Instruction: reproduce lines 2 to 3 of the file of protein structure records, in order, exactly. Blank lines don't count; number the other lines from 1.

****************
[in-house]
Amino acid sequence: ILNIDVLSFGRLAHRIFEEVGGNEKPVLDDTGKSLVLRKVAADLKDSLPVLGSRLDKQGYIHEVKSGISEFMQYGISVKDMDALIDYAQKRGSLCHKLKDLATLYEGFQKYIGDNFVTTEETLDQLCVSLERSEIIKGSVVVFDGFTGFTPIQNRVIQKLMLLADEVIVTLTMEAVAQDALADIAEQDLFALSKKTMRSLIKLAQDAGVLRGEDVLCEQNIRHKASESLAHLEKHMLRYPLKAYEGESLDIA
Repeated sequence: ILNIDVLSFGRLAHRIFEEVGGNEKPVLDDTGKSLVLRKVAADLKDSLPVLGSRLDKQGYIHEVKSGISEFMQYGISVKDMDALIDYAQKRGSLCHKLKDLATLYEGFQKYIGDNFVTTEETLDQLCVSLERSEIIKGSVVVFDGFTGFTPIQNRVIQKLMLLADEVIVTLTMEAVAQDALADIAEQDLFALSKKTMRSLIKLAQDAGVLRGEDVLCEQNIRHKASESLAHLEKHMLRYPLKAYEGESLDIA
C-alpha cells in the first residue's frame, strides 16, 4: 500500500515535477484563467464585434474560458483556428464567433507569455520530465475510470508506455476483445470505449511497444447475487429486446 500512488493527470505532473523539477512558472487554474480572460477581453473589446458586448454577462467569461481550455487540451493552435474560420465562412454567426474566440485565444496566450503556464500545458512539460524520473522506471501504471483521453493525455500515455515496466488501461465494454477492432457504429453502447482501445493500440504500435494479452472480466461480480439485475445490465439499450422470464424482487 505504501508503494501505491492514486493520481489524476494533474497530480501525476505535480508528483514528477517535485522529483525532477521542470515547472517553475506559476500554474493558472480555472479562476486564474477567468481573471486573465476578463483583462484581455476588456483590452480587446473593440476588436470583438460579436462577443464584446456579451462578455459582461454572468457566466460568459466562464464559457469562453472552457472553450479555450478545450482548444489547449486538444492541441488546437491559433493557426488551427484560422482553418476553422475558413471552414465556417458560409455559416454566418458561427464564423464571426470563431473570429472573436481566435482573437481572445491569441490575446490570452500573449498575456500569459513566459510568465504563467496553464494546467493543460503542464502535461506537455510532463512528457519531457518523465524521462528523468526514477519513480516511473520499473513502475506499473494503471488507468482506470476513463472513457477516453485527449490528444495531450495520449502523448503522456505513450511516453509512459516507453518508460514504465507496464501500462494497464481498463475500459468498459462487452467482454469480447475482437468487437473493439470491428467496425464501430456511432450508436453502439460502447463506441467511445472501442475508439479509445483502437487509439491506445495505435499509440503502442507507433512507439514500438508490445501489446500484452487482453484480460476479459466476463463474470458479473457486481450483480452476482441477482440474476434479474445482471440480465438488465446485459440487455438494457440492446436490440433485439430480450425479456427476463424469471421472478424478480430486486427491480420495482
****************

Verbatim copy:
Amino acid sequence: ILNIDVLSFGRLAHRIFEEVGGNEKPVLDDTGKSLVLRKVAADLKDSLPVLGSRLDKQGYIHEVKSGISEFMQYGISVKDMDALIDYAQKRGSLCHKLKDLATLYEGFQKYIGDNFVTTEETLDQLCVSLERSEIIKGSVVVFDGFTGFTPIQNRVIQKLMLLADEVIVTLTMEAVAQDALADIAEQDLFALSKKTMRSLIKLAQDAGVLRGEDVLCEQNIRHKASESLAHLEKHMLRYPLKAYEGESLDIA
Repeated sequence: ILNIDVLSFGRLAHRIFEEVGGNEKPVLDDTGKSLVLRKVAADLKDSLPVLGSRLDKQGYIHEVKSGISEFMQYGISVKDMDALIDYAQKRGSLCHKLKDLATLYEGFQKYIGDNFVTTEETLDQLCVSLERSEIIKGSVVVFDGFTGFTPIQNRVIQKLMLLADEVIVTLTMEAVAQDALADIAEQDLFALSKKTMRSLIKLAQDAGVLRGEDVLCEQNIRHKASESLAHLEKHMLRYPLKAYEGESLDIA